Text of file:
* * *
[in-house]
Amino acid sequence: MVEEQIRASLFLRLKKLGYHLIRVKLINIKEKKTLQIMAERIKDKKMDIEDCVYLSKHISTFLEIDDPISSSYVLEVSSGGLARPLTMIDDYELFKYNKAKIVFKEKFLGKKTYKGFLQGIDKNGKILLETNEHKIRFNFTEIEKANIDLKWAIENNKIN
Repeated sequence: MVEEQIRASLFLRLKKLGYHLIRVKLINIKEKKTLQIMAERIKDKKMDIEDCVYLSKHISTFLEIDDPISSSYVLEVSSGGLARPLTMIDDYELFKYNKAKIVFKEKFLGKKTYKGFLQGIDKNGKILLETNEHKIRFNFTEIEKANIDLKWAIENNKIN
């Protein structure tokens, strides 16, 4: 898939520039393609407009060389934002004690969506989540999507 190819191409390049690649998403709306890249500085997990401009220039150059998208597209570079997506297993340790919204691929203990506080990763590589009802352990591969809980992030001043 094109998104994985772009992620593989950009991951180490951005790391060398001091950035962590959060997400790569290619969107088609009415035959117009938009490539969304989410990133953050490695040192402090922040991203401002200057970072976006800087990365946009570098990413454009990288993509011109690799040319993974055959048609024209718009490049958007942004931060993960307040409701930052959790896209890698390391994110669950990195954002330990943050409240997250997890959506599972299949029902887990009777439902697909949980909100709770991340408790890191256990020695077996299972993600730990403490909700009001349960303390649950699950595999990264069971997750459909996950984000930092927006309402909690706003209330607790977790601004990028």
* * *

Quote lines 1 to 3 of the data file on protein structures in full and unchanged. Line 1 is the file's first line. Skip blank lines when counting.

[in-house]
Amino acid sequence: MVEEQIRASLFLRLKKLGYHLIRVKLINIKEKKTLQIMAERIKDKKMDIEDCVYLSKHISTFLEIDDPISSSYVLEVSSGGLARPLTMIDDYELFKYNKAKIVFKEKFLGKKTYKGFLQGIDKNGKILLETNEHKIRFNFTEIEKANIDLKWAIENNKIN
Repeated sequence: MVEEQIRASLFLRLKKLGYHLIRVKLINIKEKKTLQIMAERIKDKKMDIEDCVYLSKHISTFLEIDDPISSSYVLEVSSGGLARPLTMIDDYELFKYNKAKIVFKEKFLGKKTYKGFLQGIDKNGKILLETNEHKIRFNFTEIEKANIDLKWAIENNKIN